Cione, J. J., and E. W. Uhlhorn, 2003: Sea Surface Temperature Variability in Hurricanes: Implications with Respect to Intensity Change. Monthly Weather Review, 131, 1783-1796.

Subject H4) Who are the "Hurricane Hunters" and what are they looking for?

Contributed by Neal Dorst

In the Atlantic basin (Atlantic Ocean, Gulf of Mexico, and Caribbean Sea) and in the eastern and central Pacific, as required, hurricane reconnaissance is carried out by two government agencies

The U.S. Navy stopped flying hurricanes in 1974.

The 53rd WRS is based at Keesler AFB in Mississippi and maintains a fleet of ten WC-130 planes. These cargo airframes have been modified to carry weather instruments to measure wind, pressure, temperature and dew point as well as drop instrumented sondes and make other observations.

AOC is presently based at MacDill AFB in Tampa, Florida and among its fleet of planes has two P-3 Orions, originally made as Navy sub hunters, but modified to include three radars as well as a suite of meteorological instruments and dropsonde capability. Starting in 1996 AOC added to its fleet a Gulfstream IV jet that is able to make hurricane observations from much higher altitudes (up to 45,000 feet). It is used primarily to drop sondes around the hurricane's environment to measure synoptic-scale parameters in the usually data-free oceanic areas.

The USAF planes are the workhorses of the hurricane hunting effort. They are often deployed to a forward base, such as Antigua, and carry out most of the reconnaissance of developing waves and depressions. Their mission in these situations is to look for signs of a closed circulation and any strengthening or organizing that the storm might be showing. This information is relayed by satellite to the OAR for the hurricane specialists to evaluate.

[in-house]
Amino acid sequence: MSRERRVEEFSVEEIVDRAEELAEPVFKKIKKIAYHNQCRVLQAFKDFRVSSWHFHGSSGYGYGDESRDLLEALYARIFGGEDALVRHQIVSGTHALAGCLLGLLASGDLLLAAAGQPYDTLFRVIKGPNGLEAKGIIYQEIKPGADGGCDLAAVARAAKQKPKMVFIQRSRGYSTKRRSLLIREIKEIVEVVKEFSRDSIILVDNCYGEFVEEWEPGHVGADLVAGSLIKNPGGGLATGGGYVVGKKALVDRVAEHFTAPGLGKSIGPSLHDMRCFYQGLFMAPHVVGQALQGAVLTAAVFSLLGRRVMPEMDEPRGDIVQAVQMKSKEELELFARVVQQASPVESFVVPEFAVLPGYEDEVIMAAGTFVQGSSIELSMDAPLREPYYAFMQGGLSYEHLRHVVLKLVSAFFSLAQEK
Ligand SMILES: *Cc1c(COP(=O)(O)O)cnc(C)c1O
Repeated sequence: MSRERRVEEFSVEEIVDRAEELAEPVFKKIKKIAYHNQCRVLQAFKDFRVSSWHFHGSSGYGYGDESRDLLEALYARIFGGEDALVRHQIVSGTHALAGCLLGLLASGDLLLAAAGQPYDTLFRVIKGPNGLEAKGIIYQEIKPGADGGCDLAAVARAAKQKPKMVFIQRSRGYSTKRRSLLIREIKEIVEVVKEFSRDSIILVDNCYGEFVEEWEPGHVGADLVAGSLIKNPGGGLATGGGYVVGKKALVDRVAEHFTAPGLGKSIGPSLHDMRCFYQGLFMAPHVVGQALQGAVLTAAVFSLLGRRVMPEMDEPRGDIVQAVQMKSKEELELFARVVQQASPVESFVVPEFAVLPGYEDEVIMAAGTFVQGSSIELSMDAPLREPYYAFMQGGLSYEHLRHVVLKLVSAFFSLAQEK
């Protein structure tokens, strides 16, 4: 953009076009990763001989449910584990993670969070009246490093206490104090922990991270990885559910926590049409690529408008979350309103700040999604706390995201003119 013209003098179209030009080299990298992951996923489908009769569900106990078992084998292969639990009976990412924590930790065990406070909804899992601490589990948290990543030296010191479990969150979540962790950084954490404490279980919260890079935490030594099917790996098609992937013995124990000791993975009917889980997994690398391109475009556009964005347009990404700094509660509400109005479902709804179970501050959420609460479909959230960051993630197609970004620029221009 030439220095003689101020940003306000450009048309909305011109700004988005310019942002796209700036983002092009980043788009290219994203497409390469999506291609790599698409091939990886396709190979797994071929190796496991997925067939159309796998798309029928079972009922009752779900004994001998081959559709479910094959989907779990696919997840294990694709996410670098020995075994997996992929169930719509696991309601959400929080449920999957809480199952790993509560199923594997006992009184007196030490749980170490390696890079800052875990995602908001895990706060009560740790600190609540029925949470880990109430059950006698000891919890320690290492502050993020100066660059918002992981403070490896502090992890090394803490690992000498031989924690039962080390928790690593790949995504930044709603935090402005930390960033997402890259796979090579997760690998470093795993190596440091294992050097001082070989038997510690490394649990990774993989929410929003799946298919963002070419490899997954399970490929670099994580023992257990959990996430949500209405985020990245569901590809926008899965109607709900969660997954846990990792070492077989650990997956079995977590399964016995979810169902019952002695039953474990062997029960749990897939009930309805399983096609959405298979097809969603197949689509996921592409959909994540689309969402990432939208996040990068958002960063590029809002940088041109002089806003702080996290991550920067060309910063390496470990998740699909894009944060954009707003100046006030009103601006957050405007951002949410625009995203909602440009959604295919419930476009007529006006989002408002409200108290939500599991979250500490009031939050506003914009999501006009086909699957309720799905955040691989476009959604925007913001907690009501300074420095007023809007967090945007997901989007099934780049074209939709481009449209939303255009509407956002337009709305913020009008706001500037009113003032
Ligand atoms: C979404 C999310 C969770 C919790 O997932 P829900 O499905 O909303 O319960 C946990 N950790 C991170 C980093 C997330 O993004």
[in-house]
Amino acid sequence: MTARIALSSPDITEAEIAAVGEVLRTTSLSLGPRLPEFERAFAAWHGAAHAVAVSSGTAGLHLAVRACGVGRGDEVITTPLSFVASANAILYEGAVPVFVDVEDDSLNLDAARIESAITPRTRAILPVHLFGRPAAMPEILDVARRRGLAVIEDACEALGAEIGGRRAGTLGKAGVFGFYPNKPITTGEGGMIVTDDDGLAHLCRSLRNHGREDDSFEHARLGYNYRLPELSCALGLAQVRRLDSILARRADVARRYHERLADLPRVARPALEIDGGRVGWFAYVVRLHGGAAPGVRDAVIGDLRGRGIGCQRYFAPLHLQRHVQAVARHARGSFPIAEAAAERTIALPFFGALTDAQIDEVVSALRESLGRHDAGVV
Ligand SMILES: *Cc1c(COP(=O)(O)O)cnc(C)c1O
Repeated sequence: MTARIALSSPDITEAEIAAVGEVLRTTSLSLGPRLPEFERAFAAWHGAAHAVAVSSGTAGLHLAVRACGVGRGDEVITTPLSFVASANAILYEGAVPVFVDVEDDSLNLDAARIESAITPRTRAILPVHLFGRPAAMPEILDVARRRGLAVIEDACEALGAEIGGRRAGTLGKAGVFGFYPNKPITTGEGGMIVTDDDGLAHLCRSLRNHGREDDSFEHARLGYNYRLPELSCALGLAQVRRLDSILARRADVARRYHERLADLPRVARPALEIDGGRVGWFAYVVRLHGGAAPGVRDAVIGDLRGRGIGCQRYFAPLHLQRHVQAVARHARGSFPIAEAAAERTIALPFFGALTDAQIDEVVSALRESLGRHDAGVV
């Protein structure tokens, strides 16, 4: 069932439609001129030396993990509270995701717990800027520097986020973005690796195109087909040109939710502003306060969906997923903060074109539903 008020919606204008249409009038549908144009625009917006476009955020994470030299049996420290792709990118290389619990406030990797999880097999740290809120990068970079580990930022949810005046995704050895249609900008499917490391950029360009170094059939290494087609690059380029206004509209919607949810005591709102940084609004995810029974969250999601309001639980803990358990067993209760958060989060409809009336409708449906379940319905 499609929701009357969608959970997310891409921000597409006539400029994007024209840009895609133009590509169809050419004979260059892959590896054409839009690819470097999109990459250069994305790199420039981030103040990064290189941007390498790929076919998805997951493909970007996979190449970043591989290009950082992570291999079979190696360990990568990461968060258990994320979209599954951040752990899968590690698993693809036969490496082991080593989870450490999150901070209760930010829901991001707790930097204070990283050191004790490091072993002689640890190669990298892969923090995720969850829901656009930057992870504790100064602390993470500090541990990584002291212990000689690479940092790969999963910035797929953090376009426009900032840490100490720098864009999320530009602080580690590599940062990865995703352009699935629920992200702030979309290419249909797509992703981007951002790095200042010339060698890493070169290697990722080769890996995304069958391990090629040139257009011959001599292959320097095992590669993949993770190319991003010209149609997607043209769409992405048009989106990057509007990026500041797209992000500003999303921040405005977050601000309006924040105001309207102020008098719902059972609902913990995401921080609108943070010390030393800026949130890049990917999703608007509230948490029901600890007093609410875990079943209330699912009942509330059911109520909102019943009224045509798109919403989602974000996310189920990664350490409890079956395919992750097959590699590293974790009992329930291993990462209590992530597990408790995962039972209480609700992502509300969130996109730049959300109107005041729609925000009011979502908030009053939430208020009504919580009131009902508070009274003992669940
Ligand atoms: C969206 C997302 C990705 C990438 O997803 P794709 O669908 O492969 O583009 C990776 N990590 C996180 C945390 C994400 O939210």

The NOAA planes are more highly instrumented and are generally reserved for when developed hurricanes are threatening landfall, especially on U.S. territory. They are also used to conduct scientific research on storms.

The planes carry between six to fifteen people, both the flight crew and the meteorologists. Flight crews consist of a pilot, co-pilot, flight engineer, navigator, and electrical technicians. The weather crew might consist of a flight meteorologist, lead project scientist, cloud physicist, radar specialist, and dropsonde operators.

The primary purpose of reconnaissance is to track the center of circulation, these are the co-ordinates that the National Hurricane Center issues, and to measure the maximum winds. But the crews are also evaluating the storm's size, structure, and development and this information is also relayed to NHC via radio and satellite link. Most of this data, which is critical in determining the hurricane's threat, cannot be obtained from satellite.